A South African based florist Kemp Myburgh has tipped the country to revamp its idea of investing in the cut flower industry which he claims can potentially augment tobacco farming, Malawi's main forex earner. He suggests flowers can help make thousands of households food secure and beat the recurrent problem of hunger which affects millions every year.
The 2019/2020 Malawi Vulnerability Assessment Committee (MVAC) showed that a total of 1 062 674 people, out of the total estimated Malawi rural population of 14 747 257 will not be able to meet their annual food requirement during the 2019/20 consumption period.
Myburgh said the flower industry is one solution that can help Malawi break to break the food insecurity chain. Despite the existing lucrative international markets, the Malawi flower industry stopped blooming for about two decades.
Myburgh said: "Malawi is currently losing billions of money some of which could be used to alleviate the hunger in the country. Economic benefits to be earned from Forex on the exportation of the flowers could be huge and benefit poor farmers".
Cut flowers are flowers or flower buds, with some stem and leaf that have been cut from a stem bearing it. They are sold on more competitive prices and buyers often use them during events like weddings, funerals and other purposes.
While visiting Flourburgh, a flower farm owned by Myburgh in Waboomskrall in the township of George in Western Cape, South Africa, this reporter noted the farm offers the finest platform and best learning ground in the development of a vibrant and commercially viable flowers industry.
Status of the Cut Flower industry in Malawi
Godfrey Mfiti, an Environmental Rights Activist and Author, who owns Nthaka Poultry Farms Limited a company in Malawi that is country developing its organic fertilizer for Malawi market made from Rabbit Waste and other organic materials highlights that the current status of Cut Flower industry in the country is very low.
Little has been done to impart knowledge to local farmers in Floriculture in Malawi. The industry would represent an extra source of income for families to procure livestock and other basic necessities including education of their children. - Mfiti.
“Floriculture is a niche that has not been explored in Malawi . Local farmers have not realized the potential benefits of the industry to ease the economic challenges they face. Floriculture, being a low input agriculture farming system would gradually replace the loses being encountered in the Tobacco industry that is slowly not benefiting a lot in Malawi in terms of income. Little has been done to impart knowledge to local farmers in Floriculture in Malawi. The industry would represent an extra source of income for families to procure livestock and other basic necessities including education of their children.” Adds Mfiti.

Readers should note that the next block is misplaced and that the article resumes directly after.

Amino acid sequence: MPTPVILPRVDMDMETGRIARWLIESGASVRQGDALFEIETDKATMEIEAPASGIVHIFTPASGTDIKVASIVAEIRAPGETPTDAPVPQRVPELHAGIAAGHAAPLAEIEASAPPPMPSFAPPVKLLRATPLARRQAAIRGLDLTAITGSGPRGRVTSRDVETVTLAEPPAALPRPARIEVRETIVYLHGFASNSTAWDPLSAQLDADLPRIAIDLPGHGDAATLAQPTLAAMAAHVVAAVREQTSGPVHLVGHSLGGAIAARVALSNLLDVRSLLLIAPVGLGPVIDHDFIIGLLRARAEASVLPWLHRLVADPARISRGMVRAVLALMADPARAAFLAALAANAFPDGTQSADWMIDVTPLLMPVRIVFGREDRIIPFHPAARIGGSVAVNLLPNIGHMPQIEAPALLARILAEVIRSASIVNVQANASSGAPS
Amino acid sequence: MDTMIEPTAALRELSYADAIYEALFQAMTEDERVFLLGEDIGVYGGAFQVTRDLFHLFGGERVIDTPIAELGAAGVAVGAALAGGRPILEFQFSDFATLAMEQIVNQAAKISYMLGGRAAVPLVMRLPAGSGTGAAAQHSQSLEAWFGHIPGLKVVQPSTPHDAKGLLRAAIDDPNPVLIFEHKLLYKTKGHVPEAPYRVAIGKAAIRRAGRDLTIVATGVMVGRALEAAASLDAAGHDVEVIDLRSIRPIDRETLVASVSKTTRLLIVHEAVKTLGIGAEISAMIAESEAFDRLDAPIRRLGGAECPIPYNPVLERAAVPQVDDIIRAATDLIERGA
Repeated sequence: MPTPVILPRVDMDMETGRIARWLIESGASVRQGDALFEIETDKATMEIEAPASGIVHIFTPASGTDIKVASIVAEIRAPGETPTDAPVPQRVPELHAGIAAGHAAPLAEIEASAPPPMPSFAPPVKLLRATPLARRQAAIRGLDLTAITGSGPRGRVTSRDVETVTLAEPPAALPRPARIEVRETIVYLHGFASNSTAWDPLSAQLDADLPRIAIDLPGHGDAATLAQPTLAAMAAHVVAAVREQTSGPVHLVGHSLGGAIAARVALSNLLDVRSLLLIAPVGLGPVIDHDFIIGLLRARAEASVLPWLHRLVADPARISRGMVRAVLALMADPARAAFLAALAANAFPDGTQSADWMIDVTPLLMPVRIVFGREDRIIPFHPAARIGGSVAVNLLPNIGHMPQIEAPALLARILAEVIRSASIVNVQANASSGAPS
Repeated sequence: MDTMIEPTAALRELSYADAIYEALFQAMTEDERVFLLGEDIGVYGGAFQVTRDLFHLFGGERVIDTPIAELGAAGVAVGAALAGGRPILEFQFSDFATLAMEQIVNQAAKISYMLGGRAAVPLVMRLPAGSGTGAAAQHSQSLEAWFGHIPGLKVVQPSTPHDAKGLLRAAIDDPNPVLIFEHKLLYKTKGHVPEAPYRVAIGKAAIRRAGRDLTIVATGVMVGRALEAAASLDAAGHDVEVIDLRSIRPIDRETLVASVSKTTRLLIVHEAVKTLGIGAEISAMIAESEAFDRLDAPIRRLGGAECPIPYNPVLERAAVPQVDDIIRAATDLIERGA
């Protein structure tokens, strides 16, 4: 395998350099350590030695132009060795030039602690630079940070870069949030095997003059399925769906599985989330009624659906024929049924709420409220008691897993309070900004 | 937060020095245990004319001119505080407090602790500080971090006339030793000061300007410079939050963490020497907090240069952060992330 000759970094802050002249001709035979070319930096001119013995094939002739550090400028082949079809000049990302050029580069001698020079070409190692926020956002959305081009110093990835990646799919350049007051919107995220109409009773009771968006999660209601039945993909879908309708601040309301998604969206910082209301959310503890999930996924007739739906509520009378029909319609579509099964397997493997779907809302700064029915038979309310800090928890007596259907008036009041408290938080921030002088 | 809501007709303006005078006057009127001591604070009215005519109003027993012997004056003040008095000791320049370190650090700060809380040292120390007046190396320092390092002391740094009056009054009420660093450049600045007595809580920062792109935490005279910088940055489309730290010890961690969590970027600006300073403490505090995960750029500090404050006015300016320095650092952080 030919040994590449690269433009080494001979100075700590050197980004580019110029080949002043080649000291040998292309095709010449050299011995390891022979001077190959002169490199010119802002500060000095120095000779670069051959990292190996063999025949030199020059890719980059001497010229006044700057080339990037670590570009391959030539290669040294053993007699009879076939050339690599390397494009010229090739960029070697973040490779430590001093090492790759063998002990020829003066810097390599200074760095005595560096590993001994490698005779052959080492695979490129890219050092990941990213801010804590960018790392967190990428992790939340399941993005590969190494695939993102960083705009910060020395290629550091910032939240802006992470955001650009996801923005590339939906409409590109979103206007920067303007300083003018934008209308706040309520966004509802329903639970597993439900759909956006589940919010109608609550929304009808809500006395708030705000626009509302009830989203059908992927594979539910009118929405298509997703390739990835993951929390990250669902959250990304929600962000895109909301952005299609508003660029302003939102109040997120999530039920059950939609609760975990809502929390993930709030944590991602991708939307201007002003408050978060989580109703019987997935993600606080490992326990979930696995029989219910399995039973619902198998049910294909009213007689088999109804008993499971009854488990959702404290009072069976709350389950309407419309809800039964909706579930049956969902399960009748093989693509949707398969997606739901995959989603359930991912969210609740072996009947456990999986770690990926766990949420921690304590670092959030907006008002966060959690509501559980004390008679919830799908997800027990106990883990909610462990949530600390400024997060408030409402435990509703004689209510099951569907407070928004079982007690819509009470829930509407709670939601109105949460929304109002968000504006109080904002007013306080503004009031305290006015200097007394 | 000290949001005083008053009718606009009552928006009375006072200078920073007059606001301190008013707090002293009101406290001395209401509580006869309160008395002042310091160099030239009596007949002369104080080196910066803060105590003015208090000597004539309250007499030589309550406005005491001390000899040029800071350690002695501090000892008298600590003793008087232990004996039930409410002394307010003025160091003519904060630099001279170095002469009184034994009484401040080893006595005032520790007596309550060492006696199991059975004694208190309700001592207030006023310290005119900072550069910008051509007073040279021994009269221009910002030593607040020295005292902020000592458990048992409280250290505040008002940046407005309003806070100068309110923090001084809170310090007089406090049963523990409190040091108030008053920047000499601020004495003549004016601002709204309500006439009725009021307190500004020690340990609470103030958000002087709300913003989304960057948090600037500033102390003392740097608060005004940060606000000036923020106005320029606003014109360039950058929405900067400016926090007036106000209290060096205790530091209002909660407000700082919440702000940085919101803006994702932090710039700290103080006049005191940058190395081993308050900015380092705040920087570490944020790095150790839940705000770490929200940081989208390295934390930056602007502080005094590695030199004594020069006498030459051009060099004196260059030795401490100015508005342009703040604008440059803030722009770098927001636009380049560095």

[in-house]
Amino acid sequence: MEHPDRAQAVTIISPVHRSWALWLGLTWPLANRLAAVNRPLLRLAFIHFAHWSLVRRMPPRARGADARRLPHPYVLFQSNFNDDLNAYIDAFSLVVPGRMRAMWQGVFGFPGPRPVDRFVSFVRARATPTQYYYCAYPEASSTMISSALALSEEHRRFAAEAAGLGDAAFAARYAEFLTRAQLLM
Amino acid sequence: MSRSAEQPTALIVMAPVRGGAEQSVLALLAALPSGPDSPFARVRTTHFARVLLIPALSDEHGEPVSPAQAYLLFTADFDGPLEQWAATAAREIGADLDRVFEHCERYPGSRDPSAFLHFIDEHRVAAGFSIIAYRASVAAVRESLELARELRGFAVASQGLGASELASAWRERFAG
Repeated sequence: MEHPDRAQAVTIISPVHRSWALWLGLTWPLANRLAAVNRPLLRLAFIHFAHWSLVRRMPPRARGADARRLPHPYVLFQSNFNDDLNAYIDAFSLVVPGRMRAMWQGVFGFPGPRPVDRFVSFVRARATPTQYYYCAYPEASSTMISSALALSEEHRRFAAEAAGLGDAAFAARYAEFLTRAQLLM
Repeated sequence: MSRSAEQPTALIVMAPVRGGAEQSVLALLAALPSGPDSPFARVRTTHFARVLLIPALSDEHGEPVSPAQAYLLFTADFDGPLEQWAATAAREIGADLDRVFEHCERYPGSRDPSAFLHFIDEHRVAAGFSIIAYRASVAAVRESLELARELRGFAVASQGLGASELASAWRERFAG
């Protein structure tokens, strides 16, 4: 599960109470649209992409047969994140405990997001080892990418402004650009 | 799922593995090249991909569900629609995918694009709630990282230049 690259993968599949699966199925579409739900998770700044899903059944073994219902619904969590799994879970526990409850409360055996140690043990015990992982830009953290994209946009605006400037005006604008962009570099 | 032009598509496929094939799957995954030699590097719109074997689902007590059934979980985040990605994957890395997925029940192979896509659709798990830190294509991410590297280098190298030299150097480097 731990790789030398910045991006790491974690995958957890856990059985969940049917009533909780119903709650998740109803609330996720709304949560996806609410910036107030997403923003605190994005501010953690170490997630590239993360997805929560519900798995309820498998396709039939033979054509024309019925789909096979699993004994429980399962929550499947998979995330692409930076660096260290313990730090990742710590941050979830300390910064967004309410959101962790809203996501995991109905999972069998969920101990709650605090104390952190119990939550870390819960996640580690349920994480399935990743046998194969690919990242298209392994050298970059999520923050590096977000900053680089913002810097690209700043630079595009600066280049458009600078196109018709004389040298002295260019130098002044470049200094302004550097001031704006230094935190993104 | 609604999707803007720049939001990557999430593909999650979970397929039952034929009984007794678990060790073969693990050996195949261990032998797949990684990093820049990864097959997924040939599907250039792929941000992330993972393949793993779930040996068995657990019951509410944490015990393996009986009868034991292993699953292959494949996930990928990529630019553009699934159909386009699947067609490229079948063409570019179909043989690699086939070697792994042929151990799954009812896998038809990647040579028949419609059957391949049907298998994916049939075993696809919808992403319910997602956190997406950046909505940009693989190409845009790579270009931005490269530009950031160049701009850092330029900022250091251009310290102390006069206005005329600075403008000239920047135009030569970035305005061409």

So does Malawi have the best soils for floriculture?
According to Bello Shano, the Soils Analyst at Agrilab, a subsidiary of Farming and Engineering Services in Malawi, the country has suitable soils for flowers, of which each region has certain types of flowers which can do well in it. The analyst points it out however, that one needs to be clever in selecting what flowers to grow where.
“You just have to do research and choose the suitable flowers that thrive in your environment (considering soil type, rainfall, temperature, humidity, etc). In terms of soil, some flowers are a little fussy about soil types and pH but in general, most plants are happy with good quality topsoil”, explained Shano.
On chemicals and fertilizers used in flowers.
Shano further discourages Malawians wherever possible avoid using chemicals and if they are used, safety precautions should be followed. Excessive use of fertilizers can also lead to problems such as making the soil more acidic thus unsuitable to most plants according to soil scientists. He points out that in most cases using organic manure is usually safe and adequate in the production of flowers.
Malawi’s Ministry of Agriculture, Irrigation and water development spokesperson, Pricilla Mateyu was not handy to give a comment despite several attempts.
Despite the booming of the flower market on the international market in recent years, the Malawi business sector is yet to break into such a market.
The fall of the Lingadzi farms in early 2000 is an epitome of how the flower sector has failed to flourish. It was the closure of the farms that marked the erasing of Malawi flowers at the international market. At the time of its closure, as reported by the African Magazine of December 2000, Lingadzi was the country’s largest flower grower and exporter –exporting an average of 20 million stems of roses a year – with over 700 workers. The closure of the farm saw Malawi losing US$ 28 million in revenues.